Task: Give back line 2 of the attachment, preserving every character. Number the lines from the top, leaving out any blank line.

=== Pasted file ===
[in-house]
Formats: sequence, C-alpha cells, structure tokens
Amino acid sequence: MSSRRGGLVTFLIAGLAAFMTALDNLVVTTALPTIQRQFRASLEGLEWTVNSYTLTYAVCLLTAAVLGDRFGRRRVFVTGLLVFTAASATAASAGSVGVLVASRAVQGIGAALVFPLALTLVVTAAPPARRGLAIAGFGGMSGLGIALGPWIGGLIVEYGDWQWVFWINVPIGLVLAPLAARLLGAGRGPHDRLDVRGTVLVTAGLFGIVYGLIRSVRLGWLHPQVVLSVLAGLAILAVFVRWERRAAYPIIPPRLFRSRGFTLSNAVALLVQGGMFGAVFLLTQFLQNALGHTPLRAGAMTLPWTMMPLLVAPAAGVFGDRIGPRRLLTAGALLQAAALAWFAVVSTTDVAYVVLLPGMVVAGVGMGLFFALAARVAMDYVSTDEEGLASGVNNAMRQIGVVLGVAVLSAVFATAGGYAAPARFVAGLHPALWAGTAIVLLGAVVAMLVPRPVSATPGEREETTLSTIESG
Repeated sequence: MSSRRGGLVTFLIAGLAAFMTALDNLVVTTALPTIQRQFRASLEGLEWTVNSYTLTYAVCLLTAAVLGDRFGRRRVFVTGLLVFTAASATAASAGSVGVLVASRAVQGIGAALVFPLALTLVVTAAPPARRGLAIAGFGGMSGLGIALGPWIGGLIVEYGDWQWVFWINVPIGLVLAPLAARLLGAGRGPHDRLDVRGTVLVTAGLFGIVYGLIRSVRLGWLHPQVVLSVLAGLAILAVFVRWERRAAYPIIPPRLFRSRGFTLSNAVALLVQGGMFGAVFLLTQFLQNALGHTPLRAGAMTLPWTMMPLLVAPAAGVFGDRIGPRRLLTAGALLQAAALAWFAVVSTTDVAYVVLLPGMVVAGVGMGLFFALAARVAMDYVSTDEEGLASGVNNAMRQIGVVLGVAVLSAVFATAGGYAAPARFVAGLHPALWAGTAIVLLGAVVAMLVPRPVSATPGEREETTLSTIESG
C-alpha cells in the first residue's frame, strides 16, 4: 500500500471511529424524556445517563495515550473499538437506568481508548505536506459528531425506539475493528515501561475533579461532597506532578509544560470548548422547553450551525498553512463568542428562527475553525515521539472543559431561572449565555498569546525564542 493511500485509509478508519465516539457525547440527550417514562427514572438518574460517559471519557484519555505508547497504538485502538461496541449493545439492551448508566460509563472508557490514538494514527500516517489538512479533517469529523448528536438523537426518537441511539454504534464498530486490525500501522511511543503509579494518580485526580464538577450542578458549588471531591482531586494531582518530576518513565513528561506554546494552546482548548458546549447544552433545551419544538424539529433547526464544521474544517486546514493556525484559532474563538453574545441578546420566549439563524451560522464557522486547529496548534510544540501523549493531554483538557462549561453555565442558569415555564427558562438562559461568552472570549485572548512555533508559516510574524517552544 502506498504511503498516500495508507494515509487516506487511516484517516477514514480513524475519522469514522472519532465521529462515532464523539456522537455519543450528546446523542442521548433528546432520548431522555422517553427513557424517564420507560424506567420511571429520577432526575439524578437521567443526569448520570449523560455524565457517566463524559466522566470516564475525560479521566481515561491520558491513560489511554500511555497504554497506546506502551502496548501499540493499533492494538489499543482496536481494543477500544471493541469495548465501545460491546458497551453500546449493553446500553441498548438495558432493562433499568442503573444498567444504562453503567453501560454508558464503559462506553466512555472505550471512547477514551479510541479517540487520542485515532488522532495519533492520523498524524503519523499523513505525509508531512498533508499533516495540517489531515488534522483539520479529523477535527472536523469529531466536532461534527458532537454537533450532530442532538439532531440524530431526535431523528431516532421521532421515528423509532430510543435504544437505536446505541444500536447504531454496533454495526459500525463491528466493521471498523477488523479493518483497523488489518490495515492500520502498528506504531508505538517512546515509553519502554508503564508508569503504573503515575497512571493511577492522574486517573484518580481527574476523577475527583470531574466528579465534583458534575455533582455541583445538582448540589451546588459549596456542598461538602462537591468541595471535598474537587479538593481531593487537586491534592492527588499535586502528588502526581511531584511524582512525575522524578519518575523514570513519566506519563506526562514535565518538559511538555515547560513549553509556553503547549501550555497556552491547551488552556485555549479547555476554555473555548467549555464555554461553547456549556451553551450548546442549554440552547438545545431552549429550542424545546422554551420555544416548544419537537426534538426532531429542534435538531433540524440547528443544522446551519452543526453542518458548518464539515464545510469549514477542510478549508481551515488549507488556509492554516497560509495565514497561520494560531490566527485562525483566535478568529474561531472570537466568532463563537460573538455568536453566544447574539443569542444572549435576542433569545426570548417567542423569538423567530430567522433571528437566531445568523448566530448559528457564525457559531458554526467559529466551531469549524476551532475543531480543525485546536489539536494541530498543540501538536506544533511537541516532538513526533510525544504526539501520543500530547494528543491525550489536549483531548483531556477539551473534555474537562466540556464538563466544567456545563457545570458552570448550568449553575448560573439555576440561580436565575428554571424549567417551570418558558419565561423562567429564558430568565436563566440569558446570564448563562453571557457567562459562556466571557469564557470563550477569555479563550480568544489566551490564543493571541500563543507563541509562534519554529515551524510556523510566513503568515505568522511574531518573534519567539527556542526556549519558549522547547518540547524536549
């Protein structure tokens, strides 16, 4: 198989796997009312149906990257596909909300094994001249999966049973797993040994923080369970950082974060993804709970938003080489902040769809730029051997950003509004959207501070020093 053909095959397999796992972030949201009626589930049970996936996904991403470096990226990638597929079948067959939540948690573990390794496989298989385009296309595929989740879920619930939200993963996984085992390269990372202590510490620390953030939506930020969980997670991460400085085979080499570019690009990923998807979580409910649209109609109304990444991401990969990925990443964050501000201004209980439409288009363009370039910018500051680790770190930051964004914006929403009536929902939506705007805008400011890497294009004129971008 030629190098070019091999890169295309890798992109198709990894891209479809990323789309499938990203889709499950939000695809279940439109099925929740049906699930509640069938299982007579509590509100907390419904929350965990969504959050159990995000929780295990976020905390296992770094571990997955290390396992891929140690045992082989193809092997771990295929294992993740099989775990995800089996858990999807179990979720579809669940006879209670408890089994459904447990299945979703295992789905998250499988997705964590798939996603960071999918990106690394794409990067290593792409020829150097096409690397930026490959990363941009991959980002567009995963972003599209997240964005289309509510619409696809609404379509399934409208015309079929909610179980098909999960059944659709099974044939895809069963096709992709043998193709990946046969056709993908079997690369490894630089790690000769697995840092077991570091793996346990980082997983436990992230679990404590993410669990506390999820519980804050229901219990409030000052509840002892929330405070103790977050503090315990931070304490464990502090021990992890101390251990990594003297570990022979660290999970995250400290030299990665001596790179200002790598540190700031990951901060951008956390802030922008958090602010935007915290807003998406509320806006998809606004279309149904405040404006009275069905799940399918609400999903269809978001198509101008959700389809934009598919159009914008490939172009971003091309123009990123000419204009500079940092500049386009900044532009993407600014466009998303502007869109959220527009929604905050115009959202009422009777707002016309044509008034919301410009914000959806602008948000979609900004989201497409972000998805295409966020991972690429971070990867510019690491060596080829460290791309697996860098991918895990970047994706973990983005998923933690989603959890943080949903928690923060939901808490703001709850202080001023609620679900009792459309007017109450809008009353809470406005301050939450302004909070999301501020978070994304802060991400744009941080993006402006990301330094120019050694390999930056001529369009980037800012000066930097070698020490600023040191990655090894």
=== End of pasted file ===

Formats: sequence, C-alpha cells, structure tokens